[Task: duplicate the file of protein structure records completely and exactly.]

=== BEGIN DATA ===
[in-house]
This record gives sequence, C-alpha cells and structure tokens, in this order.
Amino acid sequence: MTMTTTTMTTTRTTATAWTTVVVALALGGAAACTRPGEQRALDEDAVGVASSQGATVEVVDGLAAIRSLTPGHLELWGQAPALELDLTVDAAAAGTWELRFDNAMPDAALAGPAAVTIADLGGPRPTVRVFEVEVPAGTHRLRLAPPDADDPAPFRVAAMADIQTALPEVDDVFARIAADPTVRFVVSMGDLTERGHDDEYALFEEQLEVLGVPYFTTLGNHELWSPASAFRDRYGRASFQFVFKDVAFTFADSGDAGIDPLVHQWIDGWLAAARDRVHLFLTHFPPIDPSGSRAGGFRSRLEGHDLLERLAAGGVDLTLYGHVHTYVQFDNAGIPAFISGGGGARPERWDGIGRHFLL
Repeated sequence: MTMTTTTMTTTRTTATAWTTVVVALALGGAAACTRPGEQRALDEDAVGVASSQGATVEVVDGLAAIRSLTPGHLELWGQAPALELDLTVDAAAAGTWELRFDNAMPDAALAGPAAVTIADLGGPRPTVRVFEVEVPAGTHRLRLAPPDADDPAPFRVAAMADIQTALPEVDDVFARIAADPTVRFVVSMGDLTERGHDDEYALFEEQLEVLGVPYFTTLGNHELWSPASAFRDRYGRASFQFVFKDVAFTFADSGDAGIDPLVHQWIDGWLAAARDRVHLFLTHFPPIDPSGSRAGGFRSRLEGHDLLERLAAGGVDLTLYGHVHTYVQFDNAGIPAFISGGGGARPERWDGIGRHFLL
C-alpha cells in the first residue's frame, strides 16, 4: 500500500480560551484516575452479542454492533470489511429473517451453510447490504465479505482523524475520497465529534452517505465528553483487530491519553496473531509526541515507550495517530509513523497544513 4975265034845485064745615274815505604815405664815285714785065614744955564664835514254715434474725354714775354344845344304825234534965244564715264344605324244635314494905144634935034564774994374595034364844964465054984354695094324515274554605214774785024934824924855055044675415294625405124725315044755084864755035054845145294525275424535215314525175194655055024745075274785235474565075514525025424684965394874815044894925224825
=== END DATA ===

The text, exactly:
[in-house]
This record gives sequence, C-alpha cells and structure tokens, in this order.
Amino acid sequence: MTMTTTTMTTTRTTATAWTTVVVALALGGAAACTRPGEQRALDEDAVGVASSQGATVEVVDGLAAIRSLTPGHLELWGQAPALELDLTVDAAAAGTWELRFDNAMPDAALAGPAAVTIADLGGPRPTVRVFEVEVPAGTHRLRLAPPDADDPAPFRVAAMADIQTALPEVDDVFARIAADPTVRFVVSMGDLTERGHDDEYALFEEQLEVLGVPYFTTLGNHELWSPASAFRDRYGRASFQFVFKDVAFTFADSGDAGIDPLVHQWIDGWLAAARDRVHLFLTHFPPIDPSGSRAGGFRSRLEGHDLLERLAAGGVDLTLYGHVHTYVQFDNAGIPAFISGGGGARPERWDGIGRHFLL
Repeated sequence: MTMTTTTMTTTRTTATAWTTVVVALALGGAAACTRPGEQRALDEDAVGVASSQGATVEVVDGLAAIRSLTPGHLELWGQAPALELDLTVDAAAAGTWELRFDNAMPDAALAGPAAVTIADLGGPRPTVRVFEVEVPAGTHRLRLAPPDADDPAPFRVAAMADIQTALPEVDDVFARIAADPTVRFVVSMGDLTERGHDDEYALFEEQLEVLGVPYFTTLGNHELWSPASAFRDRYGRASFQFVFKDVAFTFADSGDAGIDPLVHQWIDGWLAAARDRVHLFLTHFPPIDPSGSRAGGFRSRLEGHDLLERLAAGGVDLTLYGHVHTYVQFDNAGIPAFISGGGGARPERWDGIGRHFLL
C-alpha cells in the first residue's frame, strides 16, 4: 500500500480560551484516575452479542454492533470489511429473517451453510447490504465479505482523524475520497465529534452517505465528553483487530491519553496473531509526541515507550495517530509513523497544513 4975265034845485064745615274815505604815405664815285714785065614744955564664835514254715434474725354714775354344845344304825234534965244564715264344605324244635314494905144634935034564774994374595034364844964465054984354695094324515274554605214774785024934824924855055044675415294625405124725315044755084864755035054845145294525275424535215314525175194655055024745075274785235474565075514525025424684965394874815044894925224825